The Menu is revealed when the user presses the “home” button on the controller, once displayed the controller displays a ray-cast laser to easily target any of the available options. To select an option, users simply pull the “trigger” button. This approach was originally intended to be an accessibility fallback, as we wanted to keep consistency of interaction and allow users to utilize their hand as the input which instigated the menu.

Unfortunately due to tight deadlines, and limited resources we could not implement a hand-based instigation in time to ship with the final version of the experience. Another feature we couldn’t implement in time was a method for changing biomes mid-experience, this feature would have allowed users to seamlessly transition from one biome to another without having to exit the experience and go through the initial setup process again.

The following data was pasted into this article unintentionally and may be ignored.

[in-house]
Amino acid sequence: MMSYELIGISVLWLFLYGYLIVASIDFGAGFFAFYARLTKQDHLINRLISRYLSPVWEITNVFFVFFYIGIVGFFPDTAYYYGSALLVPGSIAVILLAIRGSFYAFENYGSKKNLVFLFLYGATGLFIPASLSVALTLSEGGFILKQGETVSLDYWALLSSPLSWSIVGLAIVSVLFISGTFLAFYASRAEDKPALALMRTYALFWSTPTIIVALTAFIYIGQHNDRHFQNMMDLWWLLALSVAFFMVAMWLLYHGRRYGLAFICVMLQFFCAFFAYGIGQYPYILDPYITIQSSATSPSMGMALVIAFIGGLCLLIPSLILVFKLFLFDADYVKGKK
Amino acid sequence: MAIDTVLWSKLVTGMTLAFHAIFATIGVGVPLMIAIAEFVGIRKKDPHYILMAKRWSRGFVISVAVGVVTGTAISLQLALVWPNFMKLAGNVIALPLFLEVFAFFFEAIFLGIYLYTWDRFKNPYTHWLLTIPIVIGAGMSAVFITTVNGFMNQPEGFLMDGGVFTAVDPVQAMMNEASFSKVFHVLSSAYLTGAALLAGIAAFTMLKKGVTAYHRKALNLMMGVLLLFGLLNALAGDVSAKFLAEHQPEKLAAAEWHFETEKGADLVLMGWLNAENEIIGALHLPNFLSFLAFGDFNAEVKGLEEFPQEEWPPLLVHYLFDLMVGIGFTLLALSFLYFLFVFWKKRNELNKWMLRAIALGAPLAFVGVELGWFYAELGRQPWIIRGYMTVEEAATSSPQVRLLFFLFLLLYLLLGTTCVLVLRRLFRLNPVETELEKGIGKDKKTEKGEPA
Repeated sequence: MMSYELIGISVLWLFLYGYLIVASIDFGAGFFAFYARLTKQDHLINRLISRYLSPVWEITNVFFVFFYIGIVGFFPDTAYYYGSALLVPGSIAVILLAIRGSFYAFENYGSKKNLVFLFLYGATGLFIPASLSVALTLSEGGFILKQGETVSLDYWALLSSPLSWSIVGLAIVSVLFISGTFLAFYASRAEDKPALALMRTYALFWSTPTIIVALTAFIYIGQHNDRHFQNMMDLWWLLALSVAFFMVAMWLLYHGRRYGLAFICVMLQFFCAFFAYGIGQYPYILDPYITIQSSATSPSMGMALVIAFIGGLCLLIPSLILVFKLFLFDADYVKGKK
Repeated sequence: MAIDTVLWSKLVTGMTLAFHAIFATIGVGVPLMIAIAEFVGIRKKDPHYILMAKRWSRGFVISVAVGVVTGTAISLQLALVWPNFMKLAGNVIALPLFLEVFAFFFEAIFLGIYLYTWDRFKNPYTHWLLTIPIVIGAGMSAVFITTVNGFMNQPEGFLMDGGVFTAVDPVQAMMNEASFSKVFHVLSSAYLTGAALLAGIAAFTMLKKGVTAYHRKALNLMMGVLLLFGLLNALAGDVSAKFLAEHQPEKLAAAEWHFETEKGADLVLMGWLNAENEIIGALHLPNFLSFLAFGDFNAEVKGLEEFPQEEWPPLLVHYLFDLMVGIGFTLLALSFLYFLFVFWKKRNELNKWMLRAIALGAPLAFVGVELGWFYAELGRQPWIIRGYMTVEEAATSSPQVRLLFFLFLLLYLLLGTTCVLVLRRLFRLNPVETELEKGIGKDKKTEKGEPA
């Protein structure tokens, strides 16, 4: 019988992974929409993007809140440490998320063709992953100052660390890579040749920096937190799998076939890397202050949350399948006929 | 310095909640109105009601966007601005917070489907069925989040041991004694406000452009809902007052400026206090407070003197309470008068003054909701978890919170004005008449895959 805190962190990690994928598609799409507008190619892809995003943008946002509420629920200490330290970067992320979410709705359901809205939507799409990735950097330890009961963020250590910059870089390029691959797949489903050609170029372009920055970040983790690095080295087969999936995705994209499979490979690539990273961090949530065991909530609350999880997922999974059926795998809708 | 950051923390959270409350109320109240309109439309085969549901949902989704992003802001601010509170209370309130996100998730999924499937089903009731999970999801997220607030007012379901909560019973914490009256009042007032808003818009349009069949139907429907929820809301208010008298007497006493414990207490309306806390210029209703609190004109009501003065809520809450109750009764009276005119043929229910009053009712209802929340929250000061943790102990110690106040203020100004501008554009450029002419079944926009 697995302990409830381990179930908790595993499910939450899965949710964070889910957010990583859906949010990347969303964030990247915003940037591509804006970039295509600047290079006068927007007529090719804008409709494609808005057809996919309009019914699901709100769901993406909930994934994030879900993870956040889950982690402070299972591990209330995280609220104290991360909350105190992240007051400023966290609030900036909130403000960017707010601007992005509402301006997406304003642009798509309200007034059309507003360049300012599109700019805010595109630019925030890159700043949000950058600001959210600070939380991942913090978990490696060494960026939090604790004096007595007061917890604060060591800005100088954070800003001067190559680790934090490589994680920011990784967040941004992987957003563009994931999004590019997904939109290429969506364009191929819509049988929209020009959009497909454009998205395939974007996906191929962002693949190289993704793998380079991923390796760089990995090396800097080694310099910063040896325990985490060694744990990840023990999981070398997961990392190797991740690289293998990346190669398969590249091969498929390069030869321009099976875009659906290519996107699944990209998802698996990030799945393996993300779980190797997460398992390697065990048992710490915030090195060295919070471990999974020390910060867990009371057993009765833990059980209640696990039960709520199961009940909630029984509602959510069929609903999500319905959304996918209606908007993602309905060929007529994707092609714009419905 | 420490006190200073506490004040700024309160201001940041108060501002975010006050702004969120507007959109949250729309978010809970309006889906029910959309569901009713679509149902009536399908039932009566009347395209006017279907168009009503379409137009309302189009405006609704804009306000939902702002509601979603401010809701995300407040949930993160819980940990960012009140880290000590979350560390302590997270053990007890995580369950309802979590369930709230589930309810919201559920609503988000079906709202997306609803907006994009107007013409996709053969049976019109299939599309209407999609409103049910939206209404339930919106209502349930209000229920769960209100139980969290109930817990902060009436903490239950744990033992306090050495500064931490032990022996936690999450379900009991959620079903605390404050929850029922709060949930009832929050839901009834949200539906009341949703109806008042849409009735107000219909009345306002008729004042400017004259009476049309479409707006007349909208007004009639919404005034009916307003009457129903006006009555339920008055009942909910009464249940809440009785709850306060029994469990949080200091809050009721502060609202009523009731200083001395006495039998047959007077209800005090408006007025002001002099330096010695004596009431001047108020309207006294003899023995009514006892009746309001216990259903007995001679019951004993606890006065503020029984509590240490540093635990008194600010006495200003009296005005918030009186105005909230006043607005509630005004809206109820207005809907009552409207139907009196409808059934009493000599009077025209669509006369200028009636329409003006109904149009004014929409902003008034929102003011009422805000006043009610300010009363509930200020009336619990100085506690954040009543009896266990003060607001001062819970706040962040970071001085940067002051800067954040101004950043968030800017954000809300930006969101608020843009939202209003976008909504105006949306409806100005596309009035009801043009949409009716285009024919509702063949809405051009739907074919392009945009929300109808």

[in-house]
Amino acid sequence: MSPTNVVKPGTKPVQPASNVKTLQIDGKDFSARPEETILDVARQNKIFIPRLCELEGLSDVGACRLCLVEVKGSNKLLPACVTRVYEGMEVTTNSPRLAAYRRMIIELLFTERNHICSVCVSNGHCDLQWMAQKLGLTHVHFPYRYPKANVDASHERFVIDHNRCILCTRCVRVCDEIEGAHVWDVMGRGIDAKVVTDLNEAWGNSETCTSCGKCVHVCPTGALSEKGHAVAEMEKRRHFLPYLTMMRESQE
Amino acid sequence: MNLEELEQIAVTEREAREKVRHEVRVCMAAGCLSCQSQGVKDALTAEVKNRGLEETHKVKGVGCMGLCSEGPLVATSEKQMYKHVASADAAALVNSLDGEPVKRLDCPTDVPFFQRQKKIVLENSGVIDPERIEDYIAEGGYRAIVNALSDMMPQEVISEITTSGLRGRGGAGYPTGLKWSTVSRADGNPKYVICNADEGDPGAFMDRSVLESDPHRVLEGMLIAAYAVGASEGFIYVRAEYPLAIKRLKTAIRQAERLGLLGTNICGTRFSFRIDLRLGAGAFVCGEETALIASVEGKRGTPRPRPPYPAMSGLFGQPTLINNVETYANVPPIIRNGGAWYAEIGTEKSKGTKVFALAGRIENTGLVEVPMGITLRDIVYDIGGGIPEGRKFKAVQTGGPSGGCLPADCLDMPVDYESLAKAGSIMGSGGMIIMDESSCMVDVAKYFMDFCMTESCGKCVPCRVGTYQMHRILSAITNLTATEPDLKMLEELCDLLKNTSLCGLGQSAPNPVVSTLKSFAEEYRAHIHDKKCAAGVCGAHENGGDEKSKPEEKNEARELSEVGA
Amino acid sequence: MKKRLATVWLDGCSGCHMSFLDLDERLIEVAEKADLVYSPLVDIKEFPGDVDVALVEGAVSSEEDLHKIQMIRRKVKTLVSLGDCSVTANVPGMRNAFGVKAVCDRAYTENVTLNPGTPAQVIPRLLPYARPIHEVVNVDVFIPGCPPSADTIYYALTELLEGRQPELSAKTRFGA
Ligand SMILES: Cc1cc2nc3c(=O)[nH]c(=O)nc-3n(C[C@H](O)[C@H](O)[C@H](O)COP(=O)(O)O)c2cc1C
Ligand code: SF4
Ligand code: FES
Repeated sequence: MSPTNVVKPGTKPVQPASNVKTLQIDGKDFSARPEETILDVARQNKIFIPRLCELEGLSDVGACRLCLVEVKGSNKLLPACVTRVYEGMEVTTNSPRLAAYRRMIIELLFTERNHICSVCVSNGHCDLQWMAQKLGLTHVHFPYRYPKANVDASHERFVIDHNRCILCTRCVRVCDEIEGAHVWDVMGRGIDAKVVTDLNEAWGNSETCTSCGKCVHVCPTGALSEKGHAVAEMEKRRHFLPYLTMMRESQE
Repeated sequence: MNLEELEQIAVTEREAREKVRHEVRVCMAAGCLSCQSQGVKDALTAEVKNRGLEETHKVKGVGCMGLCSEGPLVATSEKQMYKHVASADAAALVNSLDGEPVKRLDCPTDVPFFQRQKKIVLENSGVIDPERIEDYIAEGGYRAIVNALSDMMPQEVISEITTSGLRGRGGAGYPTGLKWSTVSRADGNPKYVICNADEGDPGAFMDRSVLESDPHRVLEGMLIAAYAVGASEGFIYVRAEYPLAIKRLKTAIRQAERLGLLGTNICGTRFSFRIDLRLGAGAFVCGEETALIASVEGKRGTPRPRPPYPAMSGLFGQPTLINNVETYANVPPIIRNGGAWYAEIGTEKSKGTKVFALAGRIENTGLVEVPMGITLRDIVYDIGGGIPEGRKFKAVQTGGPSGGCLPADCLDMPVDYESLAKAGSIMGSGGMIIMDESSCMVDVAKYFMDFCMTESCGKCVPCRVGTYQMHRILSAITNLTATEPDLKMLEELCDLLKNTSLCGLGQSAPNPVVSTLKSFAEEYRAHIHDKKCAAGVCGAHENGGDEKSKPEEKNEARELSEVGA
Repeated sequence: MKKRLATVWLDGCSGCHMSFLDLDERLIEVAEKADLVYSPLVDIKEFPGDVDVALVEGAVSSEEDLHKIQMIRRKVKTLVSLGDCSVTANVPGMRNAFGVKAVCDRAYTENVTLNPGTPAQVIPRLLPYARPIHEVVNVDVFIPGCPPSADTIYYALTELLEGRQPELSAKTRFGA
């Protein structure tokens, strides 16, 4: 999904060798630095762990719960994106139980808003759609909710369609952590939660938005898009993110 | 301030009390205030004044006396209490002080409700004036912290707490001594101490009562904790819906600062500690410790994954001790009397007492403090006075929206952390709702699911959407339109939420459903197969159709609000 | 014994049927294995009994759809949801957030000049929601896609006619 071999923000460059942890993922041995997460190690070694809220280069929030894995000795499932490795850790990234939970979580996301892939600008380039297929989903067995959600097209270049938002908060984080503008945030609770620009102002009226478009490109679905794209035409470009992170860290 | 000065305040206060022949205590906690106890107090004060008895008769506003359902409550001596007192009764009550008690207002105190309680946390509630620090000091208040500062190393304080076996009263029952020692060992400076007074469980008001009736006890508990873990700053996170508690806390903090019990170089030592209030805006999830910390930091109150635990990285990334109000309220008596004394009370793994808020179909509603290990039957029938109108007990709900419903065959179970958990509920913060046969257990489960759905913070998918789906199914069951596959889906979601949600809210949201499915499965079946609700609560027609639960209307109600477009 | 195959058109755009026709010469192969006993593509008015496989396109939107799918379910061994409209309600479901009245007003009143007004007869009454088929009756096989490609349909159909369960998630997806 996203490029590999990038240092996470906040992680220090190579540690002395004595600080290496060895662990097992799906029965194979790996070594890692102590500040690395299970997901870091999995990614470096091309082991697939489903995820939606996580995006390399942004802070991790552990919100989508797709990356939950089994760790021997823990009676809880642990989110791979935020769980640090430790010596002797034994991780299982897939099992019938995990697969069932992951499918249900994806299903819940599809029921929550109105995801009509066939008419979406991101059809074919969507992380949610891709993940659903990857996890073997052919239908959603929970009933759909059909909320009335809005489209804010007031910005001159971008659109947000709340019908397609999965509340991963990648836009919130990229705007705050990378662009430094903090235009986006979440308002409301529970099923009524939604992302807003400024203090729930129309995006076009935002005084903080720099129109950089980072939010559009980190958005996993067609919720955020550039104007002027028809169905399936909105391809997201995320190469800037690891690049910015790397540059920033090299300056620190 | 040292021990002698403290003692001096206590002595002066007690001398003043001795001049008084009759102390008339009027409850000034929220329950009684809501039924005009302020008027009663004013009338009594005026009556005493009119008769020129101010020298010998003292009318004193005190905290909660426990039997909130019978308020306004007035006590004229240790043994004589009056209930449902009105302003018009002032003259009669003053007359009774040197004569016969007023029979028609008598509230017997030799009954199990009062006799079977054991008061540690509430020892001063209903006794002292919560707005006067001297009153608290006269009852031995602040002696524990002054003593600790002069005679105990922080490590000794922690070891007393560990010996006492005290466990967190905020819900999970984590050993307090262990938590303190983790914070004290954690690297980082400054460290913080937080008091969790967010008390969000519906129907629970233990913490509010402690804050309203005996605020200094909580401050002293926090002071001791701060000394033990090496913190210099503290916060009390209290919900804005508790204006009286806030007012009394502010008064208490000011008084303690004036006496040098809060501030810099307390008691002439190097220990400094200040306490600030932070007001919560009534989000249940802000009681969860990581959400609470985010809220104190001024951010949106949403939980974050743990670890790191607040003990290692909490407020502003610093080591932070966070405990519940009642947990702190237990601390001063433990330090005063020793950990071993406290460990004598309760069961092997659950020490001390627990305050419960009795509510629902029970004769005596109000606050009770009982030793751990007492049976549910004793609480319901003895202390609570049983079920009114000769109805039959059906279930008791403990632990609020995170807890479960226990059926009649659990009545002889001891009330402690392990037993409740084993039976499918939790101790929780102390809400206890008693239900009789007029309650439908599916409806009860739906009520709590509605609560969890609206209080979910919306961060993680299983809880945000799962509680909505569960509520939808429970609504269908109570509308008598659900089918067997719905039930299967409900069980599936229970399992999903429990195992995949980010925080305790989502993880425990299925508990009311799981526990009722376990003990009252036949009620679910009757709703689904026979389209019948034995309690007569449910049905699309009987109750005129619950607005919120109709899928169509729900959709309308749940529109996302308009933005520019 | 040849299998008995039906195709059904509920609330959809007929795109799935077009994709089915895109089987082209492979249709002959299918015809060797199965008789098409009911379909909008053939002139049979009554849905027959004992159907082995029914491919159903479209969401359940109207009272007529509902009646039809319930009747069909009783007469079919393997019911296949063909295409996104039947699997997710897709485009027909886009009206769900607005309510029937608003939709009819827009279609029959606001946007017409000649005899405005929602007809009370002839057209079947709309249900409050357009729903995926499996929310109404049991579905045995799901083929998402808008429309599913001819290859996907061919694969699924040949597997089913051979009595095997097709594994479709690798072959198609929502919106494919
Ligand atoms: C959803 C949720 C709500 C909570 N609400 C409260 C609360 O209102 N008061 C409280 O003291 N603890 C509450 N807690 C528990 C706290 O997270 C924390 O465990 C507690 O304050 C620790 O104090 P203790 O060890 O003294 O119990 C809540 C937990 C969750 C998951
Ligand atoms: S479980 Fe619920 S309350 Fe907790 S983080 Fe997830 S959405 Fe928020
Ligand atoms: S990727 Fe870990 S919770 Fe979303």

The wire-frame image bellow, represents the final Options Menu that we shipped with. I used Adobe Illustrator CC to generate the mock-ups as well as the icons, which were first sketched on paper.

This experience became particularly important to me because it enabled people who had never been underwater to get a glimpse of the beauty of the oceans, while establishing a more personal connection and deeper understanding of the importance of these ecosystems. It’s extremely gratifying to be able to work on an experience that transcends entertainment and provides educational value to the audience!

Undersea has been selected as a 2020 SXSW finalist in the Innovation Award Finalist.